'NUS has long been in denial about studentification,' says Dr Richard Tyler, Co-ordinator of the National HMO Lobby. 'The Lobby had hoped that the new Report would set the record straight. Despite its aspiration of "working together", it's symptomatic that no community representative is billed to speak at the launch. The Lobby remains deeply diaappointed that NUS has simply not under stood what the real problem is.


Working together in harmony
: National HMO Lobby
To: National Union of Students
Date: 14 June 2007

To Veronica King, Vice-President Welfare, and Agnes Gautier, Research & Policy Officer, National Union of Students

You have made an instant travesty of Working together in harmony, the sub-title of the NUS Report Students in the Community. There wasn't much 'working together' at the launch of the Report on 11 June. And there's certainly little 'harmony' in a Report which perpetrates falsehoods about the National HMO Lobby.

The Report misrepresents the representations by the National HMO Lobby. In the Focus panel on page 16, the following is said: "Some councils and lobbies, such as the HMO lobby, have called for Use Classes Orders to be used to restrict the numbers of HMOs (Houses in Multiple Occupation) being built offering accommodation to students. This would mean using planning permission to restrict a certain category of the population (students) to live somewhere."

That would be the meaning - if the National HMO Lobby had ever said such a thing. That however is completely false. The Lobby has never called for the use of the UCO to restrict any category of the population. Do you have any evidence at all for this (false) accusation? What the Lobby has called for, is amendment of the UCO - first, to provide adequate definition of HMO (which would benefit all concerned), and second, to change their classification. The Lobby has never made reference anywhere to the occupants of HMOs. In fact, that is precisely why the Lobby is concerned with HMOs, and not with any class of occupant (if you were better informed, you would know that we campaign on HMOs in a wide range of contexts, not only student HMOs). This point was made in a commentary on the Draft Report, emailed to Agnes on 9 April. (By the way, the Use Classes Order is concerned with change of use, not with newly built accommodation.)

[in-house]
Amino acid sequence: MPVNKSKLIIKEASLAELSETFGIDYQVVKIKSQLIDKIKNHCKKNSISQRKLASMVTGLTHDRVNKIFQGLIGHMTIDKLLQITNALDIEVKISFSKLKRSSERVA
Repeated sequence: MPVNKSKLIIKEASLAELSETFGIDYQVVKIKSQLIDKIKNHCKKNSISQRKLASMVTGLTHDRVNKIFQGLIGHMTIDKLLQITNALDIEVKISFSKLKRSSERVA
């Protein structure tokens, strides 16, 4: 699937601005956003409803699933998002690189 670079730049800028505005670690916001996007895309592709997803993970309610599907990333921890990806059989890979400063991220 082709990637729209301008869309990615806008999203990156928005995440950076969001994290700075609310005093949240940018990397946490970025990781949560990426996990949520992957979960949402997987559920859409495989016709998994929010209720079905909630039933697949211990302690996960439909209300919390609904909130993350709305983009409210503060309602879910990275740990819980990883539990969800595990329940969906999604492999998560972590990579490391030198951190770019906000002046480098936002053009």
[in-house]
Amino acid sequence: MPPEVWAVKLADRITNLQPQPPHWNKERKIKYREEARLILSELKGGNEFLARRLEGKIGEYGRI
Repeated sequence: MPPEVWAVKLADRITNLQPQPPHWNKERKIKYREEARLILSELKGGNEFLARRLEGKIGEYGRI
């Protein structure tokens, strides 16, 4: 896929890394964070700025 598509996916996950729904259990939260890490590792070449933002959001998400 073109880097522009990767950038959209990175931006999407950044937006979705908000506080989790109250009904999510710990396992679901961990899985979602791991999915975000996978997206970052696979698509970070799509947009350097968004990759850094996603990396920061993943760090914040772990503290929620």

In the same panel, you also refer to ASHORE in Leeds. The Inspector did decide against this policy proposal. But he replaced it with an Area of Housing Mix - which does in fact explicitly "restrain housing in one area." Student housing will now be given permission in the Area only on the basis of five stringent conditions. (The Lobby's own recommendation was that this policy should refer to HMOs.)

On page 27 reference is made to the Direction on Letting Boards in Leeds. This measure was in fact the result of six years campaigning by residents (not two), and at no point did students 'combine' with residents. This correction was also made in the commentary mentioned above.

On both occasions when Leeds is mentioned in the Report, the account turns out to be inaccurate. You also give examples from Birmingham, Bristol, Coventry, Derby, Liverpool, Loughborough, Nottingham, Reading and York. It is difficult to have any confidence that these are any more accurate.

We expect to disgree with NUS over some issues. We are resigned to NUS being in denial over the reality of studentification. But we will not tolerate lies about the Lobby.

The National HMO Lobby formally requests the National Union of Students to publish a correction and apology in a prominent position on the home page of its website for a period of at least one month.

Dr Richard Tyler, Co-ordinator, National HMO Lobby

No action has yet been taken.